my pardon.--Theirs I knowe to be deliuered with singular dexterity: myne, I confesse to be an vnflidge [unfledged]

nestling, vnable to flye ; an vnnatural abortion, and an vn“ perfect embryon: neyther throughlye laboured at Aristophanes “ and Cleanthes candle, neither yet exactly waighed in Crito" laus his precise ballaunce. Yet this 1 dare saye, I haue deli“ uered myne authors meaning with as much perspicuity as so

e With these initials, there is a piece' b. The English version seems to have proprefixed to Gascoigne's poems, 1579. duced an edition of the original for Man

* There is a receipt from Marsh for and Brome, Sept. 6.1585. Ibid. fol. 205. “ Seneca's Tragedies in Englife.” Jul. 2.

b. $581, REGISTR. STATION. B. fol. 181.

" mean'e

« meane a scholar, out of so meane a stoare, in so smal a time, " and vpon so short a warning, was well able to performe, &c8.”

Of Thomas Newton, a slender contributor to this volume, yet perhaps the chief instrument of bringing about a general translation of Seneca, and otherwise deserving well of the literature of this period, some notices seem neceffary. The first letter of his English Thebais is a large capital D. Within it is a fhield exhibiting a sable Lion rampant, crossed in argent on the shoulder, and a half moon argent in the dexter corner, I suppose his armorial bearing. In a copartment, towards the head, and under the semicircle, of the letter, are his initials, T. N. He was descended from a respectable family in Chelhire, and was sent while very young, about thirteen years of age, to Trinity college in Oxford". Soon afterwards he went to Queen's college in Cambridge ; but returned within a very few years to Oxford, where he was readmitted into Trinity college'. He quickly became famous for the pure elegance of his Latin poetry. Of this he has left a specimen in his ILLUSTRIA ALIQUOT AN

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TA

# Dated, “ From Butley in Chesshyre " the 24. of Aprill. 1581."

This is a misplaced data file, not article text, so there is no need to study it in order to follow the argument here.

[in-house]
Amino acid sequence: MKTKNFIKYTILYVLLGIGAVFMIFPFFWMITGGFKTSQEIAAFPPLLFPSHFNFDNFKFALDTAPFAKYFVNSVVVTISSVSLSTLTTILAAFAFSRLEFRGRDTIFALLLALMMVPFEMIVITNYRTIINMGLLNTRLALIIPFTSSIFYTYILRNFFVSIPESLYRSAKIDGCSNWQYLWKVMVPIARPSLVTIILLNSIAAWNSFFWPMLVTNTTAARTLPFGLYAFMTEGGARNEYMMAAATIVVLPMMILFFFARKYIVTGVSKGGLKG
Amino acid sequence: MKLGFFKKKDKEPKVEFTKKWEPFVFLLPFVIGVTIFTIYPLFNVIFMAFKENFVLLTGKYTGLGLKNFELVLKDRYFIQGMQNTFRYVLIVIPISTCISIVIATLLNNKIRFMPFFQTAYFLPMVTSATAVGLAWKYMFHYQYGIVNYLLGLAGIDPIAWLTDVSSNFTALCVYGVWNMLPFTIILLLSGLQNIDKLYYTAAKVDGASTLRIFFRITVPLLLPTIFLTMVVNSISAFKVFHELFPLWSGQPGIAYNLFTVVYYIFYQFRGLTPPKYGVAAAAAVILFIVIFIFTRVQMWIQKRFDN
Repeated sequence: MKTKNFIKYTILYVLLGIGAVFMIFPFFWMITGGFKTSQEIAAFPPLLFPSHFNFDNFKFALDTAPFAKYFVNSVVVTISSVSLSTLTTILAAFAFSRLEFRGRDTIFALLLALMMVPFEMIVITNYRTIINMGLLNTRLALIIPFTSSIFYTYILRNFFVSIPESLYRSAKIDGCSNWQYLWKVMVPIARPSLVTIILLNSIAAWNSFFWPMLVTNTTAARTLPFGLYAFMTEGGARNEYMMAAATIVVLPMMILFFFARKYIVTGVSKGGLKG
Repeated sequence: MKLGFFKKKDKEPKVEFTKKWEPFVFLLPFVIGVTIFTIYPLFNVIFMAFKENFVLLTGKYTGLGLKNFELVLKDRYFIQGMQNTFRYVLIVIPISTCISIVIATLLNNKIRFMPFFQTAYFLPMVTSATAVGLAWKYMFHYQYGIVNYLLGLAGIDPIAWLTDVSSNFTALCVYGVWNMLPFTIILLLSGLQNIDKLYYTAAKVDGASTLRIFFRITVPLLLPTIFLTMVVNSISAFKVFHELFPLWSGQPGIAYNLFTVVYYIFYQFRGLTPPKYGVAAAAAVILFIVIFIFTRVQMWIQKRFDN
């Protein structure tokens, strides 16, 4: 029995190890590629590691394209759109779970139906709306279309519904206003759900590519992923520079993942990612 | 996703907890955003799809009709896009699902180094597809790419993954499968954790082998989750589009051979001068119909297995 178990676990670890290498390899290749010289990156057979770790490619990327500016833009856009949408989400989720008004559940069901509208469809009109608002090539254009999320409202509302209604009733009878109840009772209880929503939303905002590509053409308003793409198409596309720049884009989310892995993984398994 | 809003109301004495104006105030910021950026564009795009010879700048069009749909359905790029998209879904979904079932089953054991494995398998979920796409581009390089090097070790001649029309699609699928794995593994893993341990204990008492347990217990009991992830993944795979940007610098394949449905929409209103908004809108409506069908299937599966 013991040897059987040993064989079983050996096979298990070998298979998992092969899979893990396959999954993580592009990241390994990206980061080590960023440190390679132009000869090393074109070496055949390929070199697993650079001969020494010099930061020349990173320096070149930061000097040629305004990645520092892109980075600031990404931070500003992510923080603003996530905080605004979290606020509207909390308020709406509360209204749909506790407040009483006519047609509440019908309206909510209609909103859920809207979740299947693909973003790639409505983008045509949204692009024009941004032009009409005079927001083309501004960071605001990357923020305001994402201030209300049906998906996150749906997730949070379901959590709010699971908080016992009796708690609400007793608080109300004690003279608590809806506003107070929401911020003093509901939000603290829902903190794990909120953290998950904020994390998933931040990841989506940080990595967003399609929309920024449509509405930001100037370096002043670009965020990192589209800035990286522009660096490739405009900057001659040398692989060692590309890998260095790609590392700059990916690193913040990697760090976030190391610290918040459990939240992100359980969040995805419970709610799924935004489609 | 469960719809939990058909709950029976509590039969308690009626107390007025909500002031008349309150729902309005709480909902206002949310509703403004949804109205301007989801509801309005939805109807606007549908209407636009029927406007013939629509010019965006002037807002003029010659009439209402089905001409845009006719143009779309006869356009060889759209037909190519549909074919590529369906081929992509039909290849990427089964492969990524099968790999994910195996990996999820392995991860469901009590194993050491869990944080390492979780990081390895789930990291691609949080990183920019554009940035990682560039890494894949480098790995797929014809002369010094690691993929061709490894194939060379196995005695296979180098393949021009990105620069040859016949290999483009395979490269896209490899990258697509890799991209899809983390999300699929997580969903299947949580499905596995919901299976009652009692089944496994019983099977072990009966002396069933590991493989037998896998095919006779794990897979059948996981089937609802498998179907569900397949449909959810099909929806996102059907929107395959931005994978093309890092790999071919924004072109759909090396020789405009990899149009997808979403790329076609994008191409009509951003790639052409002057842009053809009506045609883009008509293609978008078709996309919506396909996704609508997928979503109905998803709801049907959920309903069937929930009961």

I am informed by a manuscript note of Oldys, that Richard Robinson translated the THEBAIS. Of this I know no more, but R. Robinson was a large writer both in verse and profe. Some of his pieces I have already mentioned. He wrote also “ CHRISMAS RECREATIONS of histories • and moralizations aplied for our

folace “ and consolacions,” licenced to T. East, Dec. 5, 1576. RegistR. STATION. B. fol. 136. b. And, in 1969, is entered to Binneman, “ The ruefull tragedy of He“ midos, &c. by Richard Robinson." REGISTR. A, fol. 190. a. And, to T. Dawson in 1579, Aug. 26, “ The Vineyard of Vertve a booke gathered by R. Ro"! binson." REGISTR. B. fol. 163. a. He

a citizen of London. The reader secollects his English Gesta ROMANO.

RUM, in 1577. He wrote also The
avncient order, focietie, and vnitie lau.
“ dable, of PRINCE ARTHURE, and his
“knightly armory of the ROUND
Ble. With a threefold assertion, &c.
“ Translated and collected by R. R."
Lond. for J. Wolfe, 1583. Bl. Lett. 4to.
This work is in metre, and the armorial
bearings of the knights are in verse. Pre-
fixed is a poem by Churchyard, in praise
of the Bow. His translation of Leland's
Assertio ARTHURI (Bl. Lett. 410.) is en.
tered to J. Wolfe, Jun. 6, 1582. Registr.
STATION. B. fol. 189. b. I find, licenced
to R. James in 1565, "A boke intituled
“ of very pleasaunte sonnettes and storyes
" in myter (metre) by Clement Robynfon."
Registr. B. fol. 141. a.

Registr. ibid.

was

i lbid.

GLORUM